That’s the most reasonable analysis one can make of the ABA’s Standard 509 Information Reports, which appeared on the Internet on December 15th.
Before the fun a few preliminaries:
- Blessedly, the ABA chose to release all the data in spreadsheet form at once, making my life much easier. Thank you. Thank you. Thank you.
- However, its GPA and LSAT scores spreadsheet omits a few law schools, includes others it shouldn’t, and throws some curve balls.
- Excluded: Concordia, Lincoln Memorial, Penn State (Dickinson), Penn State (State College). (Note, as of this fall, the Penn States are two separate law schools, but as far as I’m concerned, its State College school was founded and accredited this year.)
- Included: University of Dallas (not accredited yet)
- Curve-balled: Rutgers (as one law school, along with entries for Camden and Newark), Atlanta’s John Marshall (Savannah) (subset of its parent), Cooley-Michigan (subset of all Cooley campuses), and William Mitchell and Hamline are still separate law schools, which might surprise people.
I haven’t parsed all the spreadsheets, but some contain similar bizarreness. Hopefully, no one who has reported on the data already has committed any errors as a result.
In the 2015-16 academic year, there were 32,595 full-time matriculants to 205 ABA-accredited law schools, down 850 matriculants from 2014-15. That year saw a 1,228-matriculant decline, so the crunch is slowing down for the law schools. (These figures exclude the three law school in Puerto Rico, as I usually do.)
Full-time applicant acceptance rates are largely flat, except at the 90th percentile.
Matriculant yields are up slightly as well (omitted), but ultimately about 26 law schools account for half of the decline in matriculants since the last trough year, 2007, which I believe is a better comparison year than 2010, which was a peak year.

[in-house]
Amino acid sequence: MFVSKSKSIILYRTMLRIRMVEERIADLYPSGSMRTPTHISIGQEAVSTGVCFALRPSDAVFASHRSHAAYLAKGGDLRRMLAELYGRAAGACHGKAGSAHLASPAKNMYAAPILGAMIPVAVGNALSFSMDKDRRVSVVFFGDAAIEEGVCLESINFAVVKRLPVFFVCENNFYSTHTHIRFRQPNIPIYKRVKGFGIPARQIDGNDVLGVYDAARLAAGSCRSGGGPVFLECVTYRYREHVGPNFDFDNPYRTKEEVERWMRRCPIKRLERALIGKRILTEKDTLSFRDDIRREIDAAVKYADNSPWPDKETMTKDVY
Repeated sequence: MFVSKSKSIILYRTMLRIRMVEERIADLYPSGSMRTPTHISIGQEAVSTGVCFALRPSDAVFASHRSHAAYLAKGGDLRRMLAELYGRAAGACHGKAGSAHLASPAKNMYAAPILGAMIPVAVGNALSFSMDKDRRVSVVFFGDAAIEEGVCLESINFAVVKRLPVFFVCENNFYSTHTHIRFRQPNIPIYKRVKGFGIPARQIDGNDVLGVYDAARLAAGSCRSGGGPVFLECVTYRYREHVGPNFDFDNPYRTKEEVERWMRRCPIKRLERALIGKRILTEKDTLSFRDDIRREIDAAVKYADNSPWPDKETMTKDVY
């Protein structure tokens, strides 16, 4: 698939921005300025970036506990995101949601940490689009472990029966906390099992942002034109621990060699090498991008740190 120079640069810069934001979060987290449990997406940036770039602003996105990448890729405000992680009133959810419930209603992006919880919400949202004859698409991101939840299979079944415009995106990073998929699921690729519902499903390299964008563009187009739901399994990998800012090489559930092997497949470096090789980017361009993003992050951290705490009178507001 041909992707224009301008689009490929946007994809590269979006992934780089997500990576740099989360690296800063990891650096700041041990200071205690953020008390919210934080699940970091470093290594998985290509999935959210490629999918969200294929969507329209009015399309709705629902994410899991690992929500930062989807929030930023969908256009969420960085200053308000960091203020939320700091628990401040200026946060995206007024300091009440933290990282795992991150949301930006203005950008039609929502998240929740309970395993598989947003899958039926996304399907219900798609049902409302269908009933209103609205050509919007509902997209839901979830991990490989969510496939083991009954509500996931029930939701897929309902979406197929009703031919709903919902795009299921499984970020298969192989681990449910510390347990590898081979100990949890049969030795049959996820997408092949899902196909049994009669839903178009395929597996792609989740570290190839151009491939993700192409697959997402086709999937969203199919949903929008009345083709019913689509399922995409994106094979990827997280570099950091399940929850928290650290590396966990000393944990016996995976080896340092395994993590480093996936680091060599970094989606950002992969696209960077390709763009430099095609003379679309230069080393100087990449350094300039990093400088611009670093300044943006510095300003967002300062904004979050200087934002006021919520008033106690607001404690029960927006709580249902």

Meanwhile, application growth rates are still accelerating.
Nearly a quarter of law schools saw a growth in applications. First place goes to Lincoln Memorial (124.1 percent), rising like an undead menace despite the ABA’s initial denials of accreditation. Number two, which I think is fair to report given that Lincoln Memorial was only recently accredited, is Denver at 56.7 percent. I’m not quite sure how it pulled that off.
Last year, I discussed at length how U.S. News‘ top-twentyish law schools saw an unusual bounce in applications. Curiously, that phenomenon has been blunted. Last year the top fourteen received 72,769 applications, but this year they hauled in 66,982—the lowest since 2000, which was back when paper applications were all the rage. I hypothesized that would-be applicants believed that no one was applying to elite law schools, so their applications would succeed. Maybe that was right, maybe not, but regardless, I’m stumped as to why the application decline resumed for these schools.
Consequently, I haven’t seen any real surprises from the application data yet, but there’s more stuff to comb through, so stay tuned.